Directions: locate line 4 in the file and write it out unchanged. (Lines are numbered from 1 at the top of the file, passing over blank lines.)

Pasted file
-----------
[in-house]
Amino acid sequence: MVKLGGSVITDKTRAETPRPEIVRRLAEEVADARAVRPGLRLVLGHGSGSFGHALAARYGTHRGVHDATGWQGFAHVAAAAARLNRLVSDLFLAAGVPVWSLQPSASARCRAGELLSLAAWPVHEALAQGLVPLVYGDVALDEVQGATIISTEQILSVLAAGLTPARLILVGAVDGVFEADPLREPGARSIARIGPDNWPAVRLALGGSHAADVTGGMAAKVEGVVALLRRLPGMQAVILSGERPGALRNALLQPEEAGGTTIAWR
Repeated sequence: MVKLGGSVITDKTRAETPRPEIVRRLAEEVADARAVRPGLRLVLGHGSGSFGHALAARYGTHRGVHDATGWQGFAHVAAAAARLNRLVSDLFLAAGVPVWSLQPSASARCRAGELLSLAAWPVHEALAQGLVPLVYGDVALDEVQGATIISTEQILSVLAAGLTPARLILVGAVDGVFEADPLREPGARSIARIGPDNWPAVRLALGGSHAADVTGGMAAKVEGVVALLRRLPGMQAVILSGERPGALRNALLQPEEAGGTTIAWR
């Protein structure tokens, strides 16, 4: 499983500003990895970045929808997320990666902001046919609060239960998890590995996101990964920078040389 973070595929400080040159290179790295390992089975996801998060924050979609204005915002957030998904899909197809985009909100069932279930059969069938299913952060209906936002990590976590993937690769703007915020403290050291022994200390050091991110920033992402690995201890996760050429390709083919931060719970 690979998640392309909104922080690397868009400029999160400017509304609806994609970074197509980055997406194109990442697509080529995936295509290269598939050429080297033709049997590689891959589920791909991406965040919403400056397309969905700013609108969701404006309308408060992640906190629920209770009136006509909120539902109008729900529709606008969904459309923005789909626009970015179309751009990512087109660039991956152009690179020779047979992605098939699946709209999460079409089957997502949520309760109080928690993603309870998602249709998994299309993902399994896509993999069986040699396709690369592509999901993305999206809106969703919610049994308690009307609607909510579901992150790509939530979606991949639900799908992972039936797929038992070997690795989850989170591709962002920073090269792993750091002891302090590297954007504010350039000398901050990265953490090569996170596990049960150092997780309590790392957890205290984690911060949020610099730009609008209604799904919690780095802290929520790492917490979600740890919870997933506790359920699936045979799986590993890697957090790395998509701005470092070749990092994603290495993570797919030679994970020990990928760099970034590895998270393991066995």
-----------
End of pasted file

């Protein structure tokens, strides 16, 4: 499983500003990895970045929808997320990666902001046919609060239960998890590995996101990964920078040389 973070595929400080040159290179790295390992089975996801998060924050979609204005915002957030998904899909197809985009909100069932279930059969069938299913952060209906936002990590976590993937690769703007915020403290050291022994200390050091991110920033992402690995201890996760050429390709083919931060719970 690979998640392309909104922080690397868009400029999160400017509304609806994609970074197509980055997406194109990442697509080529995936295509290269598939050429080297033709049997590689891959589920791909991406965040919403400056397309969905700013609108969701404006309308408060992640906190629920209770009136006509909120539902109008729900529709606008969904459309923005789909626009970015179309751009990512087109660039991956152009690179020779047979992605098939699946709209999460079409089957997502949520309760109080928690993603309870998602249709998994299309993902399994896509993999069986040699396709690369592509999901993305999206809106969703919610049994308690009307609607909510579901992150790509939530979606991949639900799908992972039936797929038992070997690795989850989170591709962002920073090269792993750091002891302090590297954007504010350039000398901050990265953490090569996170596990049960150092997780309590790392957890205290984690911060949020610099730009609008209604799904919690780095802290929520790492917490979600740890919870997933506790359920699936045979799986590993890697957090790395998509701005470092070749990092994603290495993570797919030679994970020990990928760099970034590895998270393991066995």